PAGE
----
Funded by EPA, TCEQ, and CBBEP (1306). This project used the SLAMM and ADCIRC models to assess the implications of sea-level rise and storm surge, respectively. The goal was to assess the resiliency of the coastal habitats and communities in the Corpus Christi, Bay area in Texas to these climate stressors. The project used spatial indicators to assess socio-ecological components of coastal resilience. Outputs: Final reports to the Coastal Bend Bays and Estuaries Program (CBBEP) and TCEQ. Publication: Geselbracht, L., K. Freeman, A. Birch, J. Brenner, and D. Gordon. 2015. Modeled sea level rise impacts on coastal ecosystems at six major estuaries on Florida’s Gulf coast: Implications for adaptation planning. PLoS ONE 10(7): e0132079.
2011 – 2014 Assessing Nature-based and Engineered Adaptation Solutions to Climate Change (co-PI)
Funded by NOAA’s Climate and Society Initiative (CSI) (29326550-50792-A). This project used and developed new InVEST (Integrated Valuation of Ecosystem Services and Tradeoffs) models to assess benefits provided by oyster reefs, salt marshes and fresh marshes in protecting the coast, sequestering blue carbon and supporting fisheries in Galveston Bay area in Texas. Findings include the identification of marsh and oyster reef habitat size and distance to the shoreline to provide different ecosystem services to coastal communities. The changes in their value (market and non-market) were also assessed. Outputs: Final report to NOAA and the Lone Star Coastal Alliance. Publication: Ruckelshaus, M., G. Guannel, K. Arkema, G. Verutes, R. Griffin, A. Guerry, J. Silver, J. Faries, J. Brenner, and A. Rosenthal. 2016. Evaluating the benefits of green infrastructure for coastal areas: Location, location, location. Coastal Zone Management Journal 44(5): 504-516.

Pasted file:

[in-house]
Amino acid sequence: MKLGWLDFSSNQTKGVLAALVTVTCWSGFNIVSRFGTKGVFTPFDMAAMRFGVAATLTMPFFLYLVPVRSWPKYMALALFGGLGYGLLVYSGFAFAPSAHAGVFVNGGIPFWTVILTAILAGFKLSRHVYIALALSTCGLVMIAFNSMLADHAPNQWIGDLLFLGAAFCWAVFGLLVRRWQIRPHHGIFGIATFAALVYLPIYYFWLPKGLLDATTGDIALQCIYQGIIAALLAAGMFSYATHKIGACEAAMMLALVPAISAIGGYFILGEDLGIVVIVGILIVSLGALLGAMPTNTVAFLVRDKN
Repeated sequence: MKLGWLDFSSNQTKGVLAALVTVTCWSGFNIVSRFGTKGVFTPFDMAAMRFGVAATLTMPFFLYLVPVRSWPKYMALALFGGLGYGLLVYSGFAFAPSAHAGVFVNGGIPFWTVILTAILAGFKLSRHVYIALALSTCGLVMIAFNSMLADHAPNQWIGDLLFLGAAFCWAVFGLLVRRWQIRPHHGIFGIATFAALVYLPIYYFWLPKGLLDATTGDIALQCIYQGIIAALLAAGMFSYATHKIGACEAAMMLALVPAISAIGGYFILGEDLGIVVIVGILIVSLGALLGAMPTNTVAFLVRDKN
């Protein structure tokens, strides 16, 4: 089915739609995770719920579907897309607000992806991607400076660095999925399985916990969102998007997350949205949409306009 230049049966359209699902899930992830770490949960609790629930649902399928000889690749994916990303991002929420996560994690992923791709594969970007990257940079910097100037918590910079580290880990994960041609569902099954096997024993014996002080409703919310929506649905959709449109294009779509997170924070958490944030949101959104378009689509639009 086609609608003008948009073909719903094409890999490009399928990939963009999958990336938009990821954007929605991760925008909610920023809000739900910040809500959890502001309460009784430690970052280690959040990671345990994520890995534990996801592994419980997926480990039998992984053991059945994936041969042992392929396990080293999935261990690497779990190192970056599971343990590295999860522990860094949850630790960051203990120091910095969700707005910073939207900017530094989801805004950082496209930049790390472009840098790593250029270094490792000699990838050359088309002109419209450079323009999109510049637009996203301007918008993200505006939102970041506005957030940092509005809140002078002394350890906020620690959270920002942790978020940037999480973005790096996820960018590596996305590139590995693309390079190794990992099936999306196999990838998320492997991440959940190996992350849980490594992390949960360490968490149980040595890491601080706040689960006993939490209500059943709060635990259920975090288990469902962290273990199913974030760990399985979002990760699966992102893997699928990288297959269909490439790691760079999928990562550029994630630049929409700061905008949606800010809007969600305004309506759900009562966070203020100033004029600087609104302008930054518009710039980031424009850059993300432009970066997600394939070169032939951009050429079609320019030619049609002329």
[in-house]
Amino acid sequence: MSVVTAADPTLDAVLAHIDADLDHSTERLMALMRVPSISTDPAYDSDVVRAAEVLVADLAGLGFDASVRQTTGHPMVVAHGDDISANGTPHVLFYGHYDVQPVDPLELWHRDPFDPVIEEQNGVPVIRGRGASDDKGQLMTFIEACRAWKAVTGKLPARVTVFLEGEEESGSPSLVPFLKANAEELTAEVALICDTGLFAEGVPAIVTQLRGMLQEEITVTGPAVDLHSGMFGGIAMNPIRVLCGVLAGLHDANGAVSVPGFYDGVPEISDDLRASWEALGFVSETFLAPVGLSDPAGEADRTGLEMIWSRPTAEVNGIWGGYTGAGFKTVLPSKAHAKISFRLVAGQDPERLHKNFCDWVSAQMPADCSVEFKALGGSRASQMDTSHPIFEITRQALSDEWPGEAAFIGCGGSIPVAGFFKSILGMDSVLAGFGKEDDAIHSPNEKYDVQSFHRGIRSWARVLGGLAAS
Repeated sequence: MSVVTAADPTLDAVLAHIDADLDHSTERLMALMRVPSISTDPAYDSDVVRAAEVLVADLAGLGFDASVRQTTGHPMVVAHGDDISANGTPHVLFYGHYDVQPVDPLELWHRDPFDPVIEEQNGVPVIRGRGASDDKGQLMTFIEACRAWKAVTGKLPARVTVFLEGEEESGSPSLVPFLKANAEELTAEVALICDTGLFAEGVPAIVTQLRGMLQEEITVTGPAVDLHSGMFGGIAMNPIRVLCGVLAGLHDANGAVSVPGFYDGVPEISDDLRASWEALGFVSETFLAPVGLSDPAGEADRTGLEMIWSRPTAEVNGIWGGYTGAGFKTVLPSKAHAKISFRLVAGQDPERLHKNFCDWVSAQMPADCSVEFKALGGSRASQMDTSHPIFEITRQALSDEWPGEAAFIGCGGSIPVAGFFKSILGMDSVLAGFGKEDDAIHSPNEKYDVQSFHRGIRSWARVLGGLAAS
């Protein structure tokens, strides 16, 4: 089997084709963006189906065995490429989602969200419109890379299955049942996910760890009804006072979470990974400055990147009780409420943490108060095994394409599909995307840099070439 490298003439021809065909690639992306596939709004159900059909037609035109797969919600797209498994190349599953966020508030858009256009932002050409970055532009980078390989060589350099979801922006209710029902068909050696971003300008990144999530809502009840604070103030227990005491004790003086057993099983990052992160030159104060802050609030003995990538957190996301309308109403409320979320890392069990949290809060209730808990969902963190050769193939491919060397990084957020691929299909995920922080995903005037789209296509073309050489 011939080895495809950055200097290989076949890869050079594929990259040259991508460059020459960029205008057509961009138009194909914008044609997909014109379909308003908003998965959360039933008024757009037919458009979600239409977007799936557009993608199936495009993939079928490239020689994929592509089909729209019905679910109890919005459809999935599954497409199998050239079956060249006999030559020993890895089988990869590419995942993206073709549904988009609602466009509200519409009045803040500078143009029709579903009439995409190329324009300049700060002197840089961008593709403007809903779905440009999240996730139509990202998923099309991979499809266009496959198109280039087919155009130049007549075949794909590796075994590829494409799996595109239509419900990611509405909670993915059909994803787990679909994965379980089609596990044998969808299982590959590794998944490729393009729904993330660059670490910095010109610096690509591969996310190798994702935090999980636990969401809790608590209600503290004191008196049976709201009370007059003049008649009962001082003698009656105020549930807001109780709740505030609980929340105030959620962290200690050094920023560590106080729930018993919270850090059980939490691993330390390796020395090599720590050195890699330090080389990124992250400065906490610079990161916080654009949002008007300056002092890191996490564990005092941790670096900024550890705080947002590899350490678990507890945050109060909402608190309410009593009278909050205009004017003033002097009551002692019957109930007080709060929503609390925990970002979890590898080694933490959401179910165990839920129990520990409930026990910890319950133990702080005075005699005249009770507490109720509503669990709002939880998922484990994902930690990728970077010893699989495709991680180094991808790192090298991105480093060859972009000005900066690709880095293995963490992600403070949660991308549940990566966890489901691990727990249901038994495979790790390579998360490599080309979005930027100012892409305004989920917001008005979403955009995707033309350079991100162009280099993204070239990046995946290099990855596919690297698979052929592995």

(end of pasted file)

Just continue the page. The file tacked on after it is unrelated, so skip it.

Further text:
2010 – 2013 Gulf of Mexico Sea-level Rise Data Platform (PI)
Funded by NOAA through the Mississippi Department of Marine Resources (S-08-TNC-GOMA-01). This project developed SLAMM-based sea-level rise and ADCIRC-based storm surge future scenarios for Galveston Bay and Jefferson County coast in Texas, St. Andrews Bay and Choctawhatchee Bay in Florida, and Grand Bay NERR in Mississippi. All products were published in an offline and online data platform to support the Gulf of Mexico Alliance. Outputs: Final reports to the Gulf of Mexico Alliance and online data platforms at www.slrportal.org and http://maps.coastalresilience.org/gulfmex/. Publication: Thompson, M., J. Brenner, and B. Gilmer. 2014. Informing conservation planning using future sea-level rise and storm surge modeling impact scenarios in the Northern Gulf of Mexico. Ocean and Coastal Management 100: 51-62.